Opinions are just that--opinions.
Do you have an opinion? Well, yeah, who doesn’t? Opinions are important, and we actually need them. Without opinions, how could we make up our minds about things? For instance, when I have an opinion about something I hear, I learn more about it, then I draw a conclusion about the validity of it. Is it true? Is it right? Do I agree or disagree with it? At least that's what I should do.
With social media such as it is, opinions are flung around like fleas from a shaking hound dog. Opinions come from our perspective of the world around us, and social media allows us to be more aware of that world than we were in the past. When I was a kid I knew nothing about politics and didn’t care. The subject was rarely discussed in our home, so the only time I was exposed to a political conversation was in the Social Studies class at school, and that was fine by me. However, today kids of all ages are aware of politics and often can have a somewhat intelligent discussion about what is going on in our country.
Society offers opinions about every subject known to mankind, and sometimes these opinions are supported by facts, sometimes not. Of course, our perceptions are our reality, so the way we see things are the way we believe them. That means it’s up to us to form our opinions carefully by listening to other opinions and doing research to make sure our opinions are educated ones.
For some things it may not be a big matter if our opinions are wrong, but for other things which affect our lives or the lives of others, it's huge. For instance, if I am of the opinion that chicken dumplings is the best food in the world (and I almost think that) my opinion doesn’t really matter. If I think my family should move to a different state because the weather is better there, my opinion matters to my family. If I believe and vote for a city ordinance or for a person for a political office, that affects a lot of other people, people I don’t even know. Then it is my responsibility to research and to think carefully before I make a decision.
I find that I do not value the opinions of every person. I value their right to have an opinion, but I may not value the opinion they have. For me to value someone’s opinion, I need to know and trust that person or at least believe that person has good reason to have that opinion. Even then, sometimes I don’t value the opinion of a person I do know and trust if I have reason to disagree with his or her opinion.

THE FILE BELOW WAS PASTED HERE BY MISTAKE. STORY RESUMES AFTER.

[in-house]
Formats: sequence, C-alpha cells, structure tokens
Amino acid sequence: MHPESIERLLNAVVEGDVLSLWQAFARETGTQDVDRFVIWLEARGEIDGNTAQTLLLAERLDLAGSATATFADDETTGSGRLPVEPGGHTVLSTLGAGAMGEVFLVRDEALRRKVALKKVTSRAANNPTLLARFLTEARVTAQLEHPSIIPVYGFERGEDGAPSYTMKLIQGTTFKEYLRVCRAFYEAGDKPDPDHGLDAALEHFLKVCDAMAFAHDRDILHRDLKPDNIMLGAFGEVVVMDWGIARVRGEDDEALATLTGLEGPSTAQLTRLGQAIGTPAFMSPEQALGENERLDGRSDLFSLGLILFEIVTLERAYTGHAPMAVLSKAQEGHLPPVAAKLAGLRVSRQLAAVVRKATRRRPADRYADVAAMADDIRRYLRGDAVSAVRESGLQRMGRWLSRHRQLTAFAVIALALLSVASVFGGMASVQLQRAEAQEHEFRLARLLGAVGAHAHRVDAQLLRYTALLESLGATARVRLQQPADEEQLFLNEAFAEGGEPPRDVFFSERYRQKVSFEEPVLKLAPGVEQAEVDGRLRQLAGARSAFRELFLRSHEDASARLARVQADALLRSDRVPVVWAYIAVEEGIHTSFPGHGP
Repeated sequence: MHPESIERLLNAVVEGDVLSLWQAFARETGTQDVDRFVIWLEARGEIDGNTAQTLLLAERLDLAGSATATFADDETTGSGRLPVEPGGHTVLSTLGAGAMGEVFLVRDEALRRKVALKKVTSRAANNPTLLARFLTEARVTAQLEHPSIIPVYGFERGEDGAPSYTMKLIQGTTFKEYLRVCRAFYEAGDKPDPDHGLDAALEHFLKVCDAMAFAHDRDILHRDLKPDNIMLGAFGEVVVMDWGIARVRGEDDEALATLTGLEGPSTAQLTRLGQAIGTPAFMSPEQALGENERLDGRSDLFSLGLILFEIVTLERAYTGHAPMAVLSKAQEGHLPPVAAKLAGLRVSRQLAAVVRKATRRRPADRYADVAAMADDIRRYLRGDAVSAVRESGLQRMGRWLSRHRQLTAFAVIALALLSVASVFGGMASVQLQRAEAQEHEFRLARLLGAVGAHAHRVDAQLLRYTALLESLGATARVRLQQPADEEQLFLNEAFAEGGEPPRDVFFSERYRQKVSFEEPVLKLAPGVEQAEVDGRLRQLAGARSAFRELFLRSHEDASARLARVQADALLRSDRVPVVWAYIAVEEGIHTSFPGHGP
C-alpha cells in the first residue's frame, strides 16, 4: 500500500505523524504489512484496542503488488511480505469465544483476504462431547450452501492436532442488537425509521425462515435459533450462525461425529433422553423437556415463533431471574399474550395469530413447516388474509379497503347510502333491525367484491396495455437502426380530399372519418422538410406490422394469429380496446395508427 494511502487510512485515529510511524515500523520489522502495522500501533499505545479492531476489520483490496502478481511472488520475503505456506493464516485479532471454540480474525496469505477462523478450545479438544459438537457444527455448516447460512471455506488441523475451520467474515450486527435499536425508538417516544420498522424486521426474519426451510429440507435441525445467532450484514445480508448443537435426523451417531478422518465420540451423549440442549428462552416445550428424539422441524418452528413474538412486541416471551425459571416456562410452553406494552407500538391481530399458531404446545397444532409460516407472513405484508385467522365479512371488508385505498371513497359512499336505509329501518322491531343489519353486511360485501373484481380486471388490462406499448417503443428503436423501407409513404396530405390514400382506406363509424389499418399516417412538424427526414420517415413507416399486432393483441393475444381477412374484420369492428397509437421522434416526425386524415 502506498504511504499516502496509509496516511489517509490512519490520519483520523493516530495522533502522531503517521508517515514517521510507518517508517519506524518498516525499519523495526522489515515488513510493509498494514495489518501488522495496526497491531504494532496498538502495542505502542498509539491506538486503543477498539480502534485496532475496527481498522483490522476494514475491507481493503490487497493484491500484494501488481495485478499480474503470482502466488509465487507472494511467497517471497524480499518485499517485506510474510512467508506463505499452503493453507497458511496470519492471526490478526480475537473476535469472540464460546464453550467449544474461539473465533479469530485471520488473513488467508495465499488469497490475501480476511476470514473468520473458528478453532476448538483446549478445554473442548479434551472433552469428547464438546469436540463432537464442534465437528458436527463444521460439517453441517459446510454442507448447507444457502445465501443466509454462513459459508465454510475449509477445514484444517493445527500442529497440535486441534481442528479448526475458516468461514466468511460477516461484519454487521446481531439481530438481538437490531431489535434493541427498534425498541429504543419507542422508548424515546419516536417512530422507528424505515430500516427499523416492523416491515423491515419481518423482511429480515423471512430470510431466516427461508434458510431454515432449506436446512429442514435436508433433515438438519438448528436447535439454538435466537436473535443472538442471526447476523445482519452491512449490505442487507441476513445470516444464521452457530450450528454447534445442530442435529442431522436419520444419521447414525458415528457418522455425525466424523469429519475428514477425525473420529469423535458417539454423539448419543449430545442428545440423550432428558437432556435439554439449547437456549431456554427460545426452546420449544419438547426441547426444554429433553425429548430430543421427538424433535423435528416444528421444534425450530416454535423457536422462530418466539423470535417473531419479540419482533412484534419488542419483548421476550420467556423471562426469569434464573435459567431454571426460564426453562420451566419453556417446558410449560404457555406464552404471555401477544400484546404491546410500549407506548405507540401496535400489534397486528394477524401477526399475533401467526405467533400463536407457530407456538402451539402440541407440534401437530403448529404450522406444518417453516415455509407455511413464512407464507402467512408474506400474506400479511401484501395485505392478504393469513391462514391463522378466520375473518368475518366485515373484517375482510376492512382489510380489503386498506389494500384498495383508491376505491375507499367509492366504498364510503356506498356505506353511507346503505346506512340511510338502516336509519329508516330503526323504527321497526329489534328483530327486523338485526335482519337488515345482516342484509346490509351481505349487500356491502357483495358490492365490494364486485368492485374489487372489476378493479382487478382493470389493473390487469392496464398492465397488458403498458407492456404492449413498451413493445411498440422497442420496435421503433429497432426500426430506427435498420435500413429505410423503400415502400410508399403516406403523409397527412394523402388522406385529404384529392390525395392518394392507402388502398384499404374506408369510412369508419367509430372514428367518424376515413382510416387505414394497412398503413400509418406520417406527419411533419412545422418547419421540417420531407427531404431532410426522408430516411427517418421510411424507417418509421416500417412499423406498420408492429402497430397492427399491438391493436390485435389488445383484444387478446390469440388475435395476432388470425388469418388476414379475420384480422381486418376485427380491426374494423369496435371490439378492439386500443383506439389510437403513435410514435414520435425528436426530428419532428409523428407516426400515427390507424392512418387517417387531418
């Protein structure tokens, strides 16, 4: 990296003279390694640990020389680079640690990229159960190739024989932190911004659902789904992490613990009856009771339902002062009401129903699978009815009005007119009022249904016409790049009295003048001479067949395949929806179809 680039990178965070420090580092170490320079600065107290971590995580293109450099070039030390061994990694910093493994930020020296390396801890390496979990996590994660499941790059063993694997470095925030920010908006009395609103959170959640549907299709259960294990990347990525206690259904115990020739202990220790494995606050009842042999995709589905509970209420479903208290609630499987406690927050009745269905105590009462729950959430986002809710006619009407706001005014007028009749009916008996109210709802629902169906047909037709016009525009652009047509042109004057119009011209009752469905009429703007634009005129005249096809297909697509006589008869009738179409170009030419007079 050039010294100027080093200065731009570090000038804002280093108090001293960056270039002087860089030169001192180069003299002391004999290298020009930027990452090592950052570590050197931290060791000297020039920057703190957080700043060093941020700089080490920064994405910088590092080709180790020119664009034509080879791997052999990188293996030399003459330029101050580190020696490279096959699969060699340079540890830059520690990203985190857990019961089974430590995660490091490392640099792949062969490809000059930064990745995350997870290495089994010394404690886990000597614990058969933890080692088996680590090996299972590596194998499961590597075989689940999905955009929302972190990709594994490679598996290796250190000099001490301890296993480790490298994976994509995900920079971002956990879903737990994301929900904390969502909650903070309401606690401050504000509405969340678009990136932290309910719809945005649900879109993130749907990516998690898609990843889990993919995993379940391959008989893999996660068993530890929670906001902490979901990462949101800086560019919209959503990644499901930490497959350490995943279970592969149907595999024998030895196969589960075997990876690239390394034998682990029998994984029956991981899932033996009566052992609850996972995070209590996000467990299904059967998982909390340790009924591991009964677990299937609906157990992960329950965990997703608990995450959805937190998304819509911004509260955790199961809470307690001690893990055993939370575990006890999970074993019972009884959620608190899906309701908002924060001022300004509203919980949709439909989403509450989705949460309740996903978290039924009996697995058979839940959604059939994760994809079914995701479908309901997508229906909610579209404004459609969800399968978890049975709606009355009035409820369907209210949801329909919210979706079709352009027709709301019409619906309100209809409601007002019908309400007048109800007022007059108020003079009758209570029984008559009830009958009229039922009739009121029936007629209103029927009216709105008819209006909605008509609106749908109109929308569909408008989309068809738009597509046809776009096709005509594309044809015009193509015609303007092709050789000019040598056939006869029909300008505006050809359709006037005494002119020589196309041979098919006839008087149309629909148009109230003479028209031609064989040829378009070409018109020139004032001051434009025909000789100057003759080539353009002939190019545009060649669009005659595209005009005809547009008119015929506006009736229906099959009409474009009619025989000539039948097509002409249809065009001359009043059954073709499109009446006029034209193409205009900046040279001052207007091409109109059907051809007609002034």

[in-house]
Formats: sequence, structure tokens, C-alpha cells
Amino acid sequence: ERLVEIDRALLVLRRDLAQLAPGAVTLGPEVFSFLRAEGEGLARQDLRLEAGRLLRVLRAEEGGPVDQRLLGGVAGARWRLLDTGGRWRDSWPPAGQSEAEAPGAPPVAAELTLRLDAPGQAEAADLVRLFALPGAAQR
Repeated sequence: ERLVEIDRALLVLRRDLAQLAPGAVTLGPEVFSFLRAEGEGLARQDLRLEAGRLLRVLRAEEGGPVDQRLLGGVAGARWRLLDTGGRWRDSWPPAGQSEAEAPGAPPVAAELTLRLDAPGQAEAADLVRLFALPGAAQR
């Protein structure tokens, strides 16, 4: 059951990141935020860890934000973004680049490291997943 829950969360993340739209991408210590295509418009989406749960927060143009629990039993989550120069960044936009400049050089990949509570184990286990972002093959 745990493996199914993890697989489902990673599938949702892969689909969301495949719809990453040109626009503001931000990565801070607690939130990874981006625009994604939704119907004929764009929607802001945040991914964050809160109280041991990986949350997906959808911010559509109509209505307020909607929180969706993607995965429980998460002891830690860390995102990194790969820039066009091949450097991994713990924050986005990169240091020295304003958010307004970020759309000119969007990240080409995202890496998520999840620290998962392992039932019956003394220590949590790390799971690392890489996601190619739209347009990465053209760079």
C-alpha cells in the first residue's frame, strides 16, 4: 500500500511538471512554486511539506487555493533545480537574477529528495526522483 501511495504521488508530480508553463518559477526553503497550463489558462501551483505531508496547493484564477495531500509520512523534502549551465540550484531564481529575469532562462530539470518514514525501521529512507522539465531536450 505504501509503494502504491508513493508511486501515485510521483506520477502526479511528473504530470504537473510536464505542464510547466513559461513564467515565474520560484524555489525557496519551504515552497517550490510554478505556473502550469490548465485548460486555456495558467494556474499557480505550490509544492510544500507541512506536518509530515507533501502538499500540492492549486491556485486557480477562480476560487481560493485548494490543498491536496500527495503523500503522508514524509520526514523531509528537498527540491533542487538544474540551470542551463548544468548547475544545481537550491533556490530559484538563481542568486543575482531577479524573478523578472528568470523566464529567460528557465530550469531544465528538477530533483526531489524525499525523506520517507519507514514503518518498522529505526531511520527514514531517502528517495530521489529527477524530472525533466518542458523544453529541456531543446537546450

The other day I read a blog written by a man I know and trust. The blog was about a person selected to be in charge of an important program that would affect a lot of people. The writer used three different sources to substantiate his position. Two articles with which he agreed included several figures without explaining where the figures came from. This man used a quote from the third article to support his argument. The quote made his argument sound convincing; however, it was taken completely out of context. I’m sure he read the complete article, at least I hope he did. But if he did, he obviously contrived the information from his sources to make his argument the way he wanted it to sound. Since I read all three of the articles, I was disappointed in his position and the way he manipulated the information to make it fit his ideas. I cannot value that kind of opinion.
I am having trouble now trusting and valuing the opinions of the mainstream media. And I hate that. I want to be able to trust the organizations whose job it is to keep the public informed on what is going on in our country and our world. However, this past year as I listened to speeches given by various people, then listened to the media explain what they said and what they meant (I guess they think the listeners couldn’t figure out by themselves what the speaker meant), what I heard was often a twisted version or a complete falsehood of what the speaker said. As stated above, when quotes are taken out of context until they no longer represent what a person says or writes, that information becomes a falsehood. This is disheartening as I continue to hear this done by news sources.
As a former journalism teacher, I know that the job of news reporters is to report unbiased news. What I hear from the media is seldom unbiased. I hear opinions presented in a way that sounds like they are facts, journalists using loaded words which indicate the user’s position on an issue, presenting only one side of the issue to distort the facts, questions phrased so that the answer is given the way the questioner wants, and stories about less important issues to distraction from greater issues. These methods of reporting are simply propaganda techniques, and I see them frequently used by media networks.
News reporting has basically turned into opinion reporting, and I do not value the opinions of these people I no longer trust.
Of course, these are just my opinions. I’m of the opinion that integrity is one of the most important—maybe the most important—quality a person can have. I’m of the opinion honesty is the basis of integrity. I’m of the opinion journalists need to report the news exactly as it happens without slanting it or disguising it as something it isn’t.
I’m of the opinion that we cannot gain respect or cause others to value our opinions when we scream them out along with vulgarities and disparaging others who differ from us. And I’m of the opinion we all need to make sure we have an educated opinion before we spout it to the world. I'm of the opinion we should be willing to change our opinion when it is proven wrong.
That's my opinion.